Skipping forward to seven months ago and again in the spirit of brevity, I hadn’t spoken to my father in 20 years. Been around him a few times, never spoken. I had a mostly recovered relationship with my aunt and cousins for about a year or so. My brother came around occasionally and while I loved seeing him, it was difficult. I was aware that he’d been off and on drugs, and of course all the anger he harbored….it just wasn’t easy.
In hindsight, I underestimated the power of drugs. I’ve never had a problem with them myself. Not even with something as seemingly innocuous as cigarettes. I only saw James sporadically like I’ve said, and it turns out that was only when he was clean. I didn’t see him high. I didn’t see him hallucinate, or jumpy and fidgety; I didn’t see the mood swings. So I underestimated. If you get nothing else from this, hear me when I tell you….do NOT underestimate.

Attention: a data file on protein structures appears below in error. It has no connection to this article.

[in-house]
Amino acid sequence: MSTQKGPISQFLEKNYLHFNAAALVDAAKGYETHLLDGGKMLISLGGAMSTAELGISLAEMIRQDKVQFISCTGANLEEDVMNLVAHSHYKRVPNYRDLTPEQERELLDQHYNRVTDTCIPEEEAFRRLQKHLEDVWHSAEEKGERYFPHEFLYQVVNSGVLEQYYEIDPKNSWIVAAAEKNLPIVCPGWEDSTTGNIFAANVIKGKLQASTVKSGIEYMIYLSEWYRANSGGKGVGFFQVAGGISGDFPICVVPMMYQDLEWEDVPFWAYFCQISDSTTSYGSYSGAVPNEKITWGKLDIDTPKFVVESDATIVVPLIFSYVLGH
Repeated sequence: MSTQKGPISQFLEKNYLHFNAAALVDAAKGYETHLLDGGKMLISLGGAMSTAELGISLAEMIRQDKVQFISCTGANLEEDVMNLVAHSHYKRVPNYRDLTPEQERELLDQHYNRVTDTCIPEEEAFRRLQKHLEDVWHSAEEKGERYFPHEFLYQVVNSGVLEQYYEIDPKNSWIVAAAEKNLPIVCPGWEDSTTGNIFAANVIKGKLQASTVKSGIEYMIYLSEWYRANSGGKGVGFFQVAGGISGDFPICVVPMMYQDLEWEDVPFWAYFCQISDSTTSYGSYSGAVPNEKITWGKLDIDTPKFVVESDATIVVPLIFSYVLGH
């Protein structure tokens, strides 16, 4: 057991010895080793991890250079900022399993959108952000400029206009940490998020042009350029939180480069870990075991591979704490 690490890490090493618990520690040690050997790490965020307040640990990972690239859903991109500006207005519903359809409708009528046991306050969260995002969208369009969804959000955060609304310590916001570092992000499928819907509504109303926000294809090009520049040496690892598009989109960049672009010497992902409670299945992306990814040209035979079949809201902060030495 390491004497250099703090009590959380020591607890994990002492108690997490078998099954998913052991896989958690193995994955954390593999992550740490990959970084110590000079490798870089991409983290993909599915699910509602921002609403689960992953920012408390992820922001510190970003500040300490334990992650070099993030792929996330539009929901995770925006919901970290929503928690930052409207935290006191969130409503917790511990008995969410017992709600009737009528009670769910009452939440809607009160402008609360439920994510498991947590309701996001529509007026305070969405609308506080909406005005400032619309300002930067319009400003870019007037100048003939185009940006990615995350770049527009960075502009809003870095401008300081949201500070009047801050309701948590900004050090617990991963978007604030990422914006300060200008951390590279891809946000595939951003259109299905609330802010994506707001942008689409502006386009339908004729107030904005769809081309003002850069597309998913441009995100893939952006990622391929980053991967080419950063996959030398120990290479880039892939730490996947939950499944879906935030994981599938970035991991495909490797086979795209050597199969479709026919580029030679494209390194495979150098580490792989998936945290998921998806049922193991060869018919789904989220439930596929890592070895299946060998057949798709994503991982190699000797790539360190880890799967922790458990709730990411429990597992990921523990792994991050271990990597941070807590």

I thought drugs were something he’d defeated. I only saw James high one time and it was during a break-up with his girlfriend. I thought he’d had a hard time coping and had turned back to drugs for a little bit then cleaned up again. I didn’t know it was an ongoing fight for him.
So in January when I got a call at work from my aunt that my brother was sick and being taken to the hospital with a high fever, I thought flu. When I heard ’emergency room’, I thought meningitis. Because the relationship with my father was non-existent and ‘strained’ would be a nice way of putting it on a good day, getting information was like pulling teeth.
I found out later that evening my 30 year old brother had a stroke. A massive stroke. He was in ICU at our local hospital with 103.7 fever and they were giving him a 50/50 chance of surviving the next 30 days.
I went out to the hospital that night. I didn’t care about my father who puffed up like a bloated bullfrog anytime he saw me. I didn’t care about the family drama and whose feet would get stepped on or who would get offended or anything else that might come from it (and believe me when I tell you, as sad as it is, that stuff was going on while my brother lay in that ICU hospital bed).
James was completely paralyzed on his right (dominant) side. His face was turned to the left, his eyes looked left, and when he tried to talk it was incoherent. My heart broke right there in ICU that night.